Oregon City enterprise. (Oregon City, Or.) 1891-194?, February 28, 1902, Image 1

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.EMPRISE.
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OREGON CITY, OREGON, FRIDAY, FEBRUARY 28, 1902.
ESTABLISHED 1866
:7. NO. 10
e6on City
(5 - 1
j'oiiKUT A. MI
ATTORNKY AT LAW
jn1 '1 lltrnond L,n1 Offloe
m. is,. HpecluUy
,., ,!!,( lu nil Court! of the State
. ,m 3, Wrlnhard Hldg.
11, iv.nt House, Oregon City. Oregon
T. 1IOWAKD
Al, r STATU AND INSURANCB
Jf NOTARY PUHLIC
"! p. 1 l'miit, Court Holme Mock
5n' Oregon City, Oregon
in I ""
;iyy HTirr
k I Attorney at Law.
Cuufinl.l nMj?., Oregon City.
--L.- :
a
hi
11. CAM WELL,
ATTORNEY AT LAW,
.1
u cirr, -
(IIIUOK.
x,lpr.!llf1n all ilia courts at Hit ilata. Ol-
i u cud. la bu.iliuK.
Xrl.rOHTKK,
K ATTORNEY AT LAW
Hi-
f,Taan or ronT ruamsiiaD,
! unit t Orun CUT KuUrirl a.
" t A I'.C, LATOUKKTia,
'r.
fyoUNKYS AND
COUNSELORS AT LAW
ftH urilKtT OHKOOM CITY, ORSGON.
iu. l..irrli itfTlile.Loan Money, for-
I .,, MortaKa.end irauaact Ueneral
I TUU
Ineat.
i
hi
H
llli O. C. MloWNKLI..
ATTORNEY AT LAW
:).,nflty, - r.'Uon
" VIII practice in all the courts or tha Hate.
Mi o in Canlleld building.
rf
V. Eastham G. B. Pimick.
DIMICK it EASTIIAM
Attornevs-at-Law.
otrmiiircial, Real Estate and Pro-
lata Law, !-K!CiallieH. (
."iitracti of Title made, Money Loaned j
rvgonCity, Oregon,
8. DREHSKR, J
' ATTORN EYAT-LAW.
Bee over MvKlltrlrk's Shoe Store, near
; the Jlank ol Oregon City.
i OKrnos City,
Ohiuon.
,f W.McANULTV
JtiHtico of the Peace.
'Ill attend to collections and sell realeitate.
Olllreon Main Htreel,
Vrr Ja-kHon, llicyrl Shop.opp. llilnlley's
Urrgon Clt.
'. B- 0. Bohnelnl
U'KEN it SC1IUKHEL
Attorneys at Law.
gcutfVljcv Sibwoliat.
i'ill practice in all rnnri. make collections
and sett lenirnts of Ksiale .
'urn'sh almtracn ol ntle, lend you money
and leml your money on fir! ninrgaga.
ifflco In Enterprise Building,
Oregon Ciiy, Orexon.
r A. STUART, M-D.
Olllne In Willamelte Hldg.
Orexon City, Oregon
inks hours: 10 a ni. to M ni., 1 to 4 p. m.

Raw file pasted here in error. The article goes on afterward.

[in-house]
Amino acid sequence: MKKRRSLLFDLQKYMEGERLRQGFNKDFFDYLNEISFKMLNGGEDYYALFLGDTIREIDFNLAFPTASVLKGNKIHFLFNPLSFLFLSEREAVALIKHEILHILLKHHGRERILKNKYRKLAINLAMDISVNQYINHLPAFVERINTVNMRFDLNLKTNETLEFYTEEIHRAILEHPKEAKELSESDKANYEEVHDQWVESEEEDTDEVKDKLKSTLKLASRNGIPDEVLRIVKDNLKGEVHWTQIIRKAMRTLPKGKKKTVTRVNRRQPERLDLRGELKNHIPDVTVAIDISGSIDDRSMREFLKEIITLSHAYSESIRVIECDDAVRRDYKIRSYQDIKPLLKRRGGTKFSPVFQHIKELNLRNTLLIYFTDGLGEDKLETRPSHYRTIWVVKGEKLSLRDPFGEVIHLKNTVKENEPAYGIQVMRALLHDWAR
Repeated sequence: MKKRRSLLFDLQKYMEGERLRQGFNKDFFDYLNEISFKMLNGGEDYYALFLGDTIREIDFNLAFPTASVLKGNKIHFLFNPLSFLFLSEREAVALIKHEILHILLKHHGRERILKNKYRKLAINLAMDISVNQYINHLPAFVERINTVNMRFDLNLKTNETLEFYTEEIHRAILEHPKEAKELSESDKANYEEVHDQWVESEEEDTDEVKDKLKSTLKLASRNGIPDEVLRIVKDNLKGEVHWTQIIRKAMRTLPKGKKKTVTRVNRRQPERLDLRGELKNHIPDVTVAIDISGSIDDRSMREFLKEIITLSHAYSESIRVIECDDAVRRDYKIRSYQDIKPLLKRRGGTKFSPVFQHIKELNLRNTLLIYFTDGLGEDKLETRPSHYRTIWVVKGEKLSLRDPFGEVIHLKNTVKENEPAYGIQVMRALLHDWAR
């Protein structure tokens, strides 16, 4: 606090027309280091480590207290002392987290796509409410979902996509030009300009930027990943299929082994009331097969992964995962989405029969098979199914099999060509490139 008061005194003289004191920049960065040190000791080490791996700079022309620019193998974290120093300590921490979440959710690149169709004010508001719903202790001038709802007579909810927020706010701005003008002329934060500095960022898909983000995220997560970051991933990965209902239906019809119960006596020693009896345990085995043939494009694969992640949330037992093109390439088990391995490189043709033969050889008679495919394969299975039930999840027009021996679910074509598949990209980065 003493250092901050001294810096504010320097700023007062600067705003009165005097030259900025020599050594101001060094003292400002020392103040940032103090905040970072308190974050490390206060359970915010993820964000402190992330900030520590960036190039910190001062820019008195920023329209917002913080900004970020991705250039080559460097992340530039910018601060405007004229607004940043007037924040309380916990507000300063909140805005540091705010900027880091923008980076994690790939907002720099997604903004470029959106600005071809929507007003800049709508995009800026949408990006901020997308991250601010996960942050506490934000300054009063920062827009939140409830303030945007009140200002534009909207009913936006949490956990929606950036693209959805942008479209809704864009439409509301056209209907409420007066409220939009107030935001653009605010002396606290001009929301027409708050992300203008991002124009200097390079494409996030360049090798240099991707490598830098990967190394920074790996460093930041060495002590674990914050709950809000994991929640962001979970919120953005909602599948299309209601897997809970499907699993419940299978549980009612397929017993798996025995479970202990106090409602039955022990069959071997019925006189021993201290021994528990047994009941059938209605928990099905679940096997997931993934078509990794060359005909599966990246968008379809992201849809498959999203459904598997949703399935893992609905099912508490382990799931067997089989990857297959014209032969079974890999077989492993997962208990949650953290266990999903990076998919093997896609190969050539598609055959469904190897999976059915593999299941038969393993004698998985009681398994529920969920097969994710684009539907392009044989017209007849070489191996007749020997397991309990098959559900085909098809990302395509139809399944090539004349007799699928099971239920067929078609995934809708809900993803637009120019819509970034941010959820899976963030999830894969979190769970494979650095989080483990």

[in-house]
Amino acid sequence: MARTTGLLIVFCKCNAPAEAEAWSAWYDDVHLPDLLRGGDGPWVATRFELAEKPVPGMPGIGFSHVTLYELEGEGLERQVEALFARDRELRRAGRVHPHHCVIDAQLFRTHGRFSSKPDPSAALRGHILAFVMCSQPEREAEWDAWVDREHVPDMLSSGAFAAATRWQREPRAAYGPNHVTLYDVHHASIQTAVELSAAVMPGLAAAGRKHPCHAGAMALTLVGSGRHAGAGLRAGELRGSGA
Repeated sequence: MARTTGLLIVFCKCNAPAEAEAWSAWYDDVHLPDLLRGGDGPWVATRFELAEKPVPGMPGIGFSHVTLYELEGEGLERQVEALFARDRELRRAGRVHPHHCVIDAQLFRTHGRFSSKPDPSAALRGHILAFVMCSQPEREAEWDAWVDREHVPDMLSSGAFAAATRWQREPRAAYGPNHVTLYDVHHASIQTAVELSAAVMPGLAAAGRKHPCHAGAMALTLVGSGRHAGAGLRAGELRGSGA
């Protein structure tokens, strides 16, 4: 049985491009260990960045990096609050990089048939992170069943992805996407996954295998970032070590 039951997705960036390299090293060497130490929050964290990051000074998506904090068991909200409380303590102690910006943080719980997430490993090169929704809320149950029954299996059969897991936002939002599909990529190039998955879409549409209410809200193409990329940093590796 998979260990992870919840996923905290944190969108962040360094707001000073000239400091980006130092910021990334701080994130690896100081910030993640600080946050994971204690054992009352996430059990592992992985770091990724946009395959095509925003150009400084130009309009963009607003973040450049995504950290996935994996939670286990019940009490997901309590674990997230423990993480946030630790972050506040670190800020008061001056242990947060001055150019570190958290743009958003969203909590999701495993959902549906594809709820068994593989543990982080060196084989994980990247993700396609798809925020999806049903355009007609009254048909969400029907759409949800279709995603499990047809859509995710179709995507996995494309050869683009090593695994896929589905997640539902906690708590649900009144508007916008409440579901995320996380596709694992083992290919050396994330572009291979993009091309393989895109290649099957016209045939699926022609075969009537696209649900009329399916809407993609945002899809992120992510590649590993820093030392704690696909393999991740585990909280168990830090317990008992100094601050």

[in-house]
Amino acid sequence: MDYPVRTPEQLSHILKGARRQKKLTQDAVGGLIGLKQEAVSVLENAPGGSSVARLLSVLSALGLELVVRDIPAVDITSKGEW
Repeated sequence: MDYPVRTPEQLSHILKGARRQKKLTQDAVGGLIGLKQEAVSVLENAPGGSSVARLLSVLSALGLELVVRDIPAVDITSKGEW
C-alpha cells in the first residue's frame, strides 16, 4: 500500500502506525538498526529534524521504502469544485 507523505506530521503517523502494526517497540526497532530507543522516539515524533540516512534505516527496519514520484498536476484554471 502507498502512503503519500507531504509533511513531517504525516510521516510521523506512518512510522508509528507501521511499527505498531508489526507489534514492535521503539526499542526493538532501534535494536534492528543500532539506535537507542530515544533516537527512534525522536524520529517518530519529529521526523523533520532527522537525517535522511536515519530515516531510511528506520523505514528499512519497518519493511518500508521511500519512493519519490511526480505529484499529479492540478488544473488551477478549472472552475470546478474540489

and 7 to 8 p. in.
Inil sttniitlon paid to Klieumatlsm ana
Female Diseases.
Call answered day or night.
y, FIUNC1S FItEEMAN,
-DENTIST
Jradtiate of the NorthwesUirn Univer
sity Dental School, Chicago.
ilio American College of Dental Surgery,
Willamette Block, Oregon City.
V. W. ( IIKIHTIE. D. O.
C. D. 1.0V I, O. O.
CHRISTIE & LiOVB
OittopiH Phyalalana
. ; i,.:i'piof American School of Osteopathy
' ;.v,-i fully treat all chronic diseases
l v mechanical manipulation. Nodnms
r Diseases ol women a specialty.
i .uiiiiliiBtion and consultation free.
hours: to 2 a. m. and 1 to 4 p. m
Except Bimu'ayi.
)", , li.toms 8 and 4, Hteve ni BUlg.. opp. Bnnk
of Oregon City.
oufuosCit. - - Omtnoa.
Y'i'-Z COMMERCIAL BANK
OF OREGON CITT.
,r.! , . - - ( 1100,000
'nrrn a nmriiil sakiiho sttsiksbs.
J ",s made. Bllla Uncounted. Makes ool-
-iiiv. an'l MflU Ki. liie on all tmluts
i ulted Htatea, Europe and Hong Sons.
- receded anlijert to check. Bauk
a a. m. to 4 r. at.
. TOUKITTK, rresHeat.
r. i. MEYER Cuhlar.
LIGHT AND WHITE BREAD
Cannot ho made with an inferior grade flour.
That in why Portland Flouring Mills Flour is almost
universally used wherever it is known. Ask your
grocer fur it. Made by patent process.
Our Advantage Comes
l From Care In Buying.
f women' atxl children's.
shoes now the order of the
bent.
jrArATArArArATArATATATArjrArATATATjrATAYATATATATATA
Brunswick House & Restaurant
Newly Furnished Rooms.
Meals at All Hours. Prices Reasonable.
Opposite Suspension Bridge.
Only First Clans Restaurant
la Town.
MURROW'S BARRED ROOKS
Are at the top. Huve won at two of the largetst chows in the
Northwent, l'JOl li)02, aluo at the Htate fairs. Iook up their
record. Some fine hreeding cockrela from our prize winning
Btruin $2.00 and up. AIho a few white rock cockrels $2.00. Eggs
$2.00 per setting.
J. MURROW & SON,
Oregon City, Ore.
BED FRONT
Court House Block
OREGON CITY, OREGON.
i Cans Salmon .....25 cents
1 Can Syrup 25 cents
2 Packages Jumbo Mush 15 cents